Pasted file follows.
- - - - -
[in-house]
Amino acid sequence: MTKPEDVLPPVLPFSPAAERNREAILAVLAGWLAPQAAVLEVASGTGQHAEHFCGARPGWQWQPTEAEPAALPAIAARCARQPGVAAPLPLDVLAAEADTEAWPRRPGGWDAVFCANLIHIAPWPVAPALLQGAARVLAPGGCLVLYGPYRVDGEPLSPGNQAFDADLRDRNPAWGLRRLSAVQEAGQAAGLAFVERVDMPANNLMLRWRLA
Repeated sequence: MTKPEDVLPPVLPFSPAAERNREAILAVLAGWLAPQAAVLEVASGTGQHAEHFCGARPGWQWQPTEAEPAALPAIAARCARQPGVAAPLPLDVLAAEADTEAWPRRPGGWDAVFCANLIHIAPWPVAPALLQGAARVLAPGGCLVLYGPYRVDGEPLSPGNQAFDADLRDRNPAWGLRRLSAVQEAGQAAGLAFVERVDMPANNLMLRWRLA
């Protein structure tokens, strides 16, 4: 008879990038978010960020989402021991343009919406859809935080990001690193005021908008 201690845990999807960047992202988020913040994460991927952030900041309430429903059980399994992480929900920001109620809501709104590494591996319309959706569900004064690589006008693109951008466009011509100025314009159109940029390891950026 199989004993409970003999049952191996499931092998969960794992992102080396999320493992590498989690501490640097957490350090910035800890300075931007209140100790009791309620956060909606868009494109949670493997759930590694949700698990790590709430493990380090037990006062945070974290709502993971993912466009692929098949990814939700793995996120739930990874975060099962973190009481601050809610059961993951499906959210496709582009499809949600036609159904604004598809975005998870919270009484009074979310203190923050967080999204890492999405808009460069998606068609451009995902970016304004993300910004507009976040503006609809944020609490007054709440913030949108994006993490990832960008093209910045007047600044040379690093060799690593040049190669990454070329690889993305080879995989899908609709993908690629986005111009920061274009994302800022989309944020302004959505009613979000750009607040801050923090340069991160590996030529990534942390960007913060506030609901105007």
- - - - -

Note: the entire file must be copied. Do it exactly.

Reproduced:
[in-house]
Amino acid sequence: MTKPEDVLPPVLPFSPAAERNREAILAVLAGWLAPQAAVLEVASGTGQHAEHFCGARPGWQWQPTEAEPAALPAIAARCARQPGVAAPLPLDVLAAEADTEAWPRRPGGWDAVFCANLIHIAPWPVAPALLQGAARVLAPGGCLVLYGPYRVDGEPLSPGNQAFDADLRDRNPAWGLRRLSAVQEAGQAAGLAFVERVDMPANNLMLRWRLA
Repeated sequence: MTKPEDVLPPVLPFSPAAERNREAILAVLAGWLAPQAAVLEVASGTGQHAEHFCGARPGWQWQPTEAEPAALPAIAARCARQPGVAAPLPLDVLAAEADTEAWPRRPGGWDAVFCANLIHIAPWPVAPALLQGAARVLAPGGCLVLYGPYRVDGEPLSPGNQAFDADLRDRNPAWGLRRLSAVQEAGQAAGLAFVERVDMPANNLMLRWRLA
């Protein structure tokens, strides 16, 4: 008879990038978010960020989402021991343009919406859809935080990001690193005021908008 201690845990999807960047992202988020913040994460991927952030900041309430429903059980399994992480929900920001109620809501709104590494591996319309959706569900004064690589006008693109951008466009011509100025314009159109940029390891950026 199989004993409970003999049952191996499931092998969960794992992102080396999320493992590498989690501490640097957490350090910035800890300075931007209140100790009791309620956060909606868009494109949670493997759930590694949700698990790590709430493990380090037990006062945070974290709502993971993912466009692929098949990814939700793995996120739930990874975060099962973190009481601050809610059961993951499906959210496709582009499809949600036609159904604004598809975005998870919270009484009074979310203190923050967080999204890492999405808009460069998606068609451009995902970016304004993300910004507009976040503006609809944020609490007054709440913030949108994006993490990832960008093209910045007047600044040379690093060799690593040049190669990454070329690889993305080879995989899908609709993908690629986005111009920061274009994302800022989309944020302004959505009613979000750009607040801050923090340069991160590996030529990534942390960007913060506030609901105007």